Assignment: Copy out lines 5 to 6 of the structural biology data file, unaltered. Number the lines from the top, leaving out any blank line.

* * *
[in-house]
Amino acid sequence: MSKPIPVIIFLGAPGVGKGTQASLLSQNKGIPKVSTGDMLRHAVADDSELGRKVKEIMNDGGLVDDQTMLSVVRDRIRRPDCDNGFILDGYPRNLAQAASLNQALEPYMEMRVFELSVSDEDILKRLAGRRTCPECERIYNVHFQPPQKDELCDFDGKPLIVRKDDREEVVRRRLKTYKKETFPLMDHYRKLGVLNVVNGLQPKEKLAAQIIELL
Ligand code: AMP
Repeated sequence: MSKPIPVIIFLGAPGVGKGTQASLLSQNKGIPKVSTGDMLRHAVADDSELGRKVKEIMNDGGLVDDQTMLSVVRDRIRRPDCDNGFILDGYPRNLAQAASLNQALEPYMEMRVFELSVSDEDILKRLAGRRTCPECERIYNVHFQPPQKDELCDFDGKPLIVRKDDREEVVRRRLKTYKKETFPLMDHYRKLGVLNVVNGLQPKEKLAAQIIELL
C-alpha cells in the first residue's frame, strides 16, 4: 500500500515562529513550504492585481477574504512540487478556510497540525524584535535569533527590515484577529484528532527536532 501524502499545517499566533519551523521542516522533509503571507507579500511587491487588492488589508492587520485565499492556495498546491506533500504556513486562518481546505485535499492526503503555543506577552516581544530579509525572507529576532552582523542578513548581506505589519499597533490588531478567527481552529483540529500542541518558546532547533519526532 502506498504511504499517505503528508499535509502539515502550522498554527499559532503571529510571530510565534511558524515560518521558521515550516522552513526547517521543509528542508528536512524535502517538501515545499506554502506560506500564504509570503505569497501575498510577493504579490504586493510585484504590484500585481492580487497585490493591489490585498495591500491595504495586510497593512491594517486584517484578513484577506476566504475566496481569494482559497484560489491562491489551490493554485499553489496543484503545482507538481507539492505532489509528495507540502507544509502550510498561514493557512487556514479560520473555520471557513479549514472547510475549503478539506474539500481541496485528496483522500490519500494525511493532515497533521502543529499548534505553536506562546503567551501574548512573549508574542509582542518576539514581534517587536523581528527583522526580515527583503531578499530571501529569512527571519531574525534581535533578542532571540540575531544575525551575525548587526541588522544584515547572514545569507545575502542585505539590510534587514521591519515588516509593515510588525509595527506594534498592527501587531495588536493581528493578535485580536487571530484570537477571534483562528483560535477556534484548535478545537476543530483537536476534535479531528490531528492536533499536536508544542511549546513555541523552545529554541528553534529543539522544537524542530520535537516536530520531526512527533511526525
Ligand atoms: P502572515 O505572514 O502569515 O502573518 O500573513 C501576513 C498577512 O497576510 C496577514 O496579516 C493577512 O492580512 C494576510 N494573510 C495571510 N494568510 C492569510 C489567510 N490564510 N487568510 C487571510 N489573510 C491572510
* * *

C-alpha cells in the first residue's frame, strides 16, 4: 500500500515562529513550504492585481477574504512540487478556510497540525524584535535569533527590515484577529484528532527536532 501524502499545517499566533519551523521542516522533509503571507507579500511587491487588492488589508492587520485565499492556495498546491506533500504556513486562518481546505485535499492526503503555543506577552516581544530579509525572507529576532552582523542578513548581506505589519499597533490588531478567527481552529483540529500542541518558546532547533519526532 502506498504511504499517505503528508499535509502539515502550522498554527499559532503571529510571530510565534511558524515560518521558521515550516522552513526547517521543509528542508528536512524535502517538501515545499506554502506560506500564504509570503505569497501575498510577493504579490504586493510585484504590484500585481492580487497585490493591489490585498495591500491595504495586510497593512491594517486584517484578513484577506476566504475566496481569494482559497484560489491562491489551490493554485499553489496543484503545482507538481507539492505532489509528495507540502507544509502550510498561514493557512487556514479560520473555520471557513479549514472547510475549503478539506474539500481541496485528496483522500490519500494525511493532515497533521502543529499548534505553536506562546503567551501574548512573549508574542509582542518576539514581534517587536523581528527583522526580515527583503531578499530571501529569512527571519531574525534581535533578542532571540540575531544575525551575525548587526541588522544584515547572514545569507545575502542585505539590510534587514521591519515588516509593515510588525509595527506594534498592527501587531495588536493581528493578535485580536487571530484570537477571534483562528483560535477556534484548535478545537476543530483537536476534535479531528490531528492536533499536536508544542511549546513555541523552545529554541528553534529543539522544537524542530520535537516536530520531526512527533511526525
Ligand atoms: P502572515 O505572514 O502569515 O502573518 O500573513 C501576513 C498577512 O497576510 C496577514 O496579516 C493577512 O492580512 C494576510 N494573510 C495571510 N494568510 C492569510 C489567510 N490564510 N487568510 C487571510 N489573510 C491572510